Yahoo! News Feb 6, 2019
It’s February, which means it’s officially everyone’s favorite time of year: tax season!
And while most of us will be putting off tracking down our W-2s until early April, some people managed to file their taxes already. And among these early birds, many in the middle class are shocked to find instead of the nice little chunk of change they were expecting with their return, they actually owe money to Uncle Sam. Uh-oh…
What’s the reason for this financial switcheroo?
It stems from Trump’s tax reform, which was passed in 2017 and touted by Trump and the GOP as a win for the middle class. However, with the new tax system now in place, Americans are discovering most of the tax relief from the bill is actually being experienced by corporations, not families.
Meanwhile, many people are seeing an increase in taxes due to the bill eliminating many of the deductions that were used by middle-class families in order to lower the amount of taxes they were required to pay. Most notably, the tax reform placed a cap on deductions for taxes on both state and local levels.
Unsurprisingly, people are not happy to discover what they expected to be a decrease in taxes paid is actually an increase. Those who had been supporters of Trump are especially infuriated, as many were under the assumption he would provide financial relief for middle-class families, something he consistently promised during his Presidential campaign.
Many have taken their anger online, with#GOPTaxSCAMStories trending on Twitter as more and more members of the middle-class express their feelings of betrayal towards Trump and Republicans.
Several users explained that they had voted for Trump and now were left wondering if they had made the wrong decision.
Others presented just how much their taxes had shifted in just a year, highlighting how much of a shock the effect of this bill has been.
And many swore that they would no longer be supporting Trump, as they felt misled by the President.
While Democrats may have been tempted to mock Republicans for getting tricked by Trump, many instead said they deserved sympathy, since they had been victims of “statistical manipulation.”
With Trump already struggling to maintain support among any group other than the ultra-wealthy, could the implementation of his tax reform actually backfire and cause him to lose more supporters from the middle class? Only time will tell, but based on early responses, seems like a distinct possibility…
This seems to be the explanation. Apparently Paul Ryan whizzed on the electric fence when he rigged witholding to hide the tax exemptions he stole from most families.
Imagine that, rocket surgery with Paul Ryan and the patient dies. Who could have seen that coming? Why I NEVER!!!
That’s not why Paul Ryan retired as Speaker of the House… you know, before the shit hit the fan following his “emergency money-ectomy.” NAH!
Onward, Kleptocrats! Awaaayyyyy
Average tax refunds were down last week 8.4 percent for the first week of the tax season over the same time last year, according to the Internal Revenue Service. Dipping refunds are inflaming a growing army of taxpayers stunned by the consequences of the Trump administration’s tax law — and the effects of the partial government shutdown.
The average refund check paid out so far has been $1,865, down from $2,035 at the same point in 2018, according to IRS data. Low-income taxpayers often file early to pocket the money as soon as possible. Many taxpayers count on the refunds to make important payments, or spend the money on things like home repairs, a vacation or a car.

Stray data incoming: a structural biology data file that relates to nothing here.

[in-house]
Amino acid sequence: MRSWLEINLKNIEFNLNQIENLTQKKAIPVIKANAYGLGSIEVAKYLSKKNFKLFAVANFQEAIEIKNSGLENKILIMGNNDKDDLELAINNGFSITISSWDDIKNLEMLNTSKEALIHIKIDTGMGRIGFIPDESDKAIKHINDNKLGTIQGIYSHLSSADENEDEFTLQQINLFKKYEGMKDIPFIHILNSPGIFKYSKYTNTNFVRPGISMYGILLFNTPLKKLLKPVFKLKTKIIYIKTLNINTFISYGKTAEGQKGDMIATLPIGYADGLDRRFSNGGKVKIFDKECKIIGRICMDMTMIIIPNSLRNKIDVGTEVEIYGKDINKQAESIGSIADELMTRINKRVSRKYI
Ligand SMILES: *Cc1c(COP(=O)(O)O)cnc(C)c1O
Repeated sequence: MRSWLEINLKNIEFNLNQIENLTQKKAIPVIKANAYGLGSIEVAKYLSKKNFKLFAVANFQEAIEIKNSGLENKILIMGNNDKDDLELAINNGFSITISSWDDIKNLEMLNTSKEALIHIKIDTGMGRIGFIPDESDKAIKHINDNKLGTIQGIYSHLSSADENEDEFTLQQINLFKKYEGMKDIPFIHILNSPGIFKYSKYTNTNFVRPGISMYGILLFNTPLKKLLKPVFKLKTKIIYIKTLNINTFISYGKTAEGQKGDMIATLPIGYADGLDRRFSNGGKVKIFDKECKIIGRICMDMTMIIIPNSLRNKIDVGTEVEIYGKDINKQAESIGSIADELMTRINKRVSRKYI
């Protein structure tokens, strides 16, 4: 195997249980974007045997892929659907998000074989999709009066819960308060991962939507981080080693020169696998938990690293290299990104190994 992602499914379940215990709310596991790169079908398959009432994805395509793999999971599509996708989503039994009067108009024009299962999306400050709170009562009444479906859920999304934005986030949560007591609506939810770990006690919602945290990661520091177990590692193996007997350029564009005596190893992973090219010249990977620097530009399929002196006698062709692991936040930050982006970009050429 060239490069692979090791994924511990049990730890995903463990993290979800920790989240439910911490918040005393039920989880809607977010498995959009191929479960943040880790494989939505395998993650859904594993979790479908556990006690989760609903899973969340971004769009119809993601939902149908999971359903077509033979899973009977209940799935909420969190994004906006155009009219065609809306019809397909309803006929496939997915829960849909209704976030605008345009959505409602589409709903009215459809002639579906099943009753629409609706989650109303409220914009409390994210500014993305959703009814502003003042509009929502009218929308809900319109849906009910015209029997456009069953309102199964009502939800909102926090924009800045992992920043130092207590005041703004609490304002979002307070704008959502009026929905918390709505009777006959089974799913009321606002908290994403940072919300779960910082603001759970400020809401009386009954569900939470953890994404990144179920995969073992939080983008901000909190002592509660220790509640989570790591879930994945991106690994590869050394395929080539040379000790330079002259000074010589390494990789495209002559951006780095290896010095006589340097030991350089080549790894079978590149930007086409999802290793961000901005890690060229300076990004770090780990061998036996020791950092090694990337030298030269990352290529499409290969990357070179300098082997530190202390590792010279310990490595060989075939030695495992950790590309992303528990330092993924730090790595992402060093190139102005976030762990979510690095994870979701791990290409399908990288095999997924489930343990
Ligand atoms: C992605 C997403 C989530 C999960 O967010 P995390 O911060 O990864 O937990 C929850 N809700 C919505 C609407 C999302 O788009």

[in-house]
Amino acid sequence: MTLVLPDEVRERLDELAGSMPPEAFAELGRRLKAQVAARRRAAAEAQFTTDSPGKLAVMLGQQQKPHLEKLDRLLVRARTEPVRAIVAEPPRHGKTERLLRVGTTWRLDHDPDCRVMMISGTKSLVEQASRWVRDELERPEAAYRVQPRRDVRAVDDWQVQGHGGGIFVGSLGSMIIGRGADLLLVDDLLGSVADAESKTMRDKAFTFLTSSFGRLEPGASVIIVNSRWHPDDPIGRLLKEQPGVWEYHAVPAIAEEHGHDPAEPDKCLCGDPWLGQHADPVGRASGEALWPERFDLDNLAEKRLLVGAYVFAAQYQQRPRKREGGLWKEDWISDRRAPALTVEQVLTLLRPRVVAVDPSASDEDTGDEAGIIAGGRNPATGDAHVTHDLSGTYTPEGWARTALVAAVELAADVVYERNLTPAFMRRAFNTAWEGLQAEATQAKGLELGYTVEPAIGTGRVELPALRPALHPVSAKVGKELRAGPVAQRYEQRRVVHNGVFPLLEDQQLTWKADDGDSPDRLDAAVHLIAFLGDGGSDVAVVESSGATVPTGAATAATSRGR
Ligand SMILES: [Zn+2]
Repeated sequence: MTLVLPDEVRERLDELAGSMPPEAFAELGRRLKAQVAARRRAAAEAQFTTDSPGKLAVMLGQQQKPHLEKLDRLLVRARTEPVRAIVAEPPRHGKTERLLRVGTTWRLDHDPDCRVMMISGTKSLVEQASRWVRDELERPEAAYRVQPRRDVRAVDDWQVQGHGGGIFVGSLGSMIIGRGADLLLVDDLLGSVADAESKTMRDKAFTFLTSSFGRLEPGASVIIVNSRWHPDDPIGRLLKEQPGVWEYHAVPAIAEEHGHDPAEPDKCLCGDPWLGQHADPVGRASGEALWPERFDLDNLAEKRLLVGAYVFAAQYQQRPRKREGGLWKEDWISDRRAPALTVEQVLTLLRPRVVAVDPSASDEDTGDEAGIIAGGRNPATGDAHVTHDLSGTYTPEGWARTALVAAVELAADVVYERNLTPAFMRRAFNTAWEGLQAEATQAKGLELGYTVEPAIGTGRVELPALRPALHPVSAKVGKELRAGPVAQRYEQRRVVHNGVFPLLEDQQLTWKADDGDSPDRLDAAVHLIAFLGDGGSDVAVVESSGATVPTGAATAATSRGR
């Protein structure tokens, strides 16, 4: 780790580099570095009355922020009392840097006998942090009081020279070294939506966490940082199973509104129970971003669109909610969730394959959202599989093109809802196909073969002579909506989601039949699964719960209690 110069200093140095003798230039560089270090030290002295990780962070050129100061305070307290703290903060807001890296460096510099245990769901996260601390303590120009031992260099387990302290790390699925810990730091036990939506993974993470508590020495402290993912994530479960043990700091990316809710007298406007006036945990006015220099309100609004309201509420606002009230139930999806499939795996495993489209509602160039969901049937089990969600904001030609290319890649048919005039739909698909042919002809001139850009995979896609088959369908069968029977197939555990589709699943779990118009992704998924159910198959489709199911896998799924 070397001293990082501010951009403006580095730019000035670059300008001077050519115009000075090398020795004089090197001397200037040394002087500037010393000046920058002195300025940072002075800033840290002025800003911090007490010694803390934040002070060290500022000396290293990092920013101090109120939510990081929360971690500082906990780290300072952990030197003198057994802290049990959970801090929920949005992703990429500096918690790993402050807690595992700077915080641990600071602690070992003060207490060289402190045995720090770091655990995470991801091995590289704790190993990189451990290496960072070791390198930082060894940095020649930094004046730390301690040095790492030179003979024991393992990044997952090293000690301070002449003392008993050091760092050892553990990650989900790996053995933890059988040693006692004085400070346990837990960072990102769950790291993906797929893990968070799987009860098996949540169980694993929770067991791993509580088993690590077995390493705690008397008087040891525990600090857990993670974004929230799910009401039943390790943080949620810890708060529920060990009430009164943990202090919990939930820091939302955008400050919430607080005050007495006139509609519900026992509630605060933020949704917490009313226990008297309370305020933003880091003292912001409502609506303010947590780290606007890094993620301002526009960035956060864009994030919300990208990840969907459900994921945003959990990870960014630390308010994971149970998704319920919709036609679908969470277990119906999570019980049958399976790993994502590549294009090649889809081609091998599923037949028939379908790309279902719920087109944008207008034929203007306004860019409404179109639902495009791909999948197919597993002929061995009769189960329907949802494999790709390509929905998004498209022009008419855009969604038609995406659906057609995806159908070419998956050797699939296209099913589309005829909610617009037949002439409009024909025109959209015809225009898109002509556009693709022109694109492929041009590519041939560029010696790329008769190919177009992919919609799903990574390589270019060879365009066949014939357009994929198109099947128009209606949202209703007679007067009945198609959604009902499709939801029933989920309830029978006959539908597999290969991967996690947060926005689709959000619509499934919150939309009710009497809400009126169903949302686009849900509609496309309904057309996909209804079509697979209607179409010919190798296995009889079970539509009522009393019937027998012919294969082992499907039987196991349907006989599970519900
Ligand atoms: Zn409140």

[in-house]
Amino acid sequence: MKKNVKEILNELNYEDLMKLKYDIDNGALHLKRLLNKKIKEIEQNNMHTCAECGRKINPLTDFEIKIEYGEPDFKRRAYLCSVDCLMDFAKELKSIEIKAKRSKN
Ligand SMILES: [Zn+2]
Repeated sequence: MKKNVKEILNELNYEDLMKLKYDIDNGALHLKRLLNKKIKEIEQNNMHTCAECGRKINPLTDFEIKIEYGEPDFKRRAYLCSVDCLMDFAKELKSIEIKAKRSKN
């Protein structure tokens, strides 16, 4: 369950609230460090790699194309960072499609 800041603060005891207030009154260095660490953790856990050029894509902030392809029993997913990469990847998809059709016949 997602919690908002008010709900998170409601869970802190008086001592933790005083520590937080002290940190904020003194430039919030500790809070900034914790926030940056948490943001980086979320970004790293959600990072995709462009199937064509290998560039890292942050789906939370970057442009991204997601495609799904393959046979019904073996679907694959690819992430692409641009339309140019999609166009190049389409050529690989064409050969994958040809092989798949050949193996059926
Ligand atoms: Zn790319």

The IRS estimated it would issue about 2.3 percent fewer refunds this year as a result of the changes in the federal tax law, according to Bloomberg. MSNBC reports 30 million Americans will owe the IRS money this year — 3 million more than before Trump’s tax law.
“There are going to be a lot of unhappy people over the next month,” Edward Karl of the American Institute of CPAs told Politico. “Taxpayers want a large refund.” Some 71 percent of taxpayers received refunds last year worth about $3,000 on average, according to Karl.
Scads of taxpayers are complaining on Twitter they always received a refund — but now owe the IRS instead.
The number of refunds sent out by the IRS was also down — about 24 percent — as the agency struggled to get up to speed after the government shutdown. The agency sent out about 4.67 million tax refunds in the week ending Feb. 1, compared with about 6.17 million in the same period in 2018, according to IRS data.
This year’s filing season, which began two days after the shutdown ended on Jan. 25, is complicated because it’s the first after the 2017 tax law was enacted. Though Donald Trump boasted the new code would be so simplified people could file their taxes on a postcard, that’s not the case. It’s a lie amonst so many other lies.
In addition, the changes complicated payroll withholding, so not enough money was withheld by employers in many cases, meaning people now owe more money in taxes instead of getting their promised tax breaks. The new law also capped IRS deductions for paid state and local taxes, including real estate taxes, resulting in a nasty surprise for many filers. Several other deductions are no longer allowed.
The frustrations will likely continue to fuel support for plans to boost taxes on the ultra-wealthy. A poll last month found that nearly 60 percent of registered voters support a plan by Rep. Alexandria Ocasio-Cortez to impose a 70 percent marginal tax rate on the portion of annual income that exceeds $10 million a year.
Twitter is filling up with complaints from people whose situation changed radically: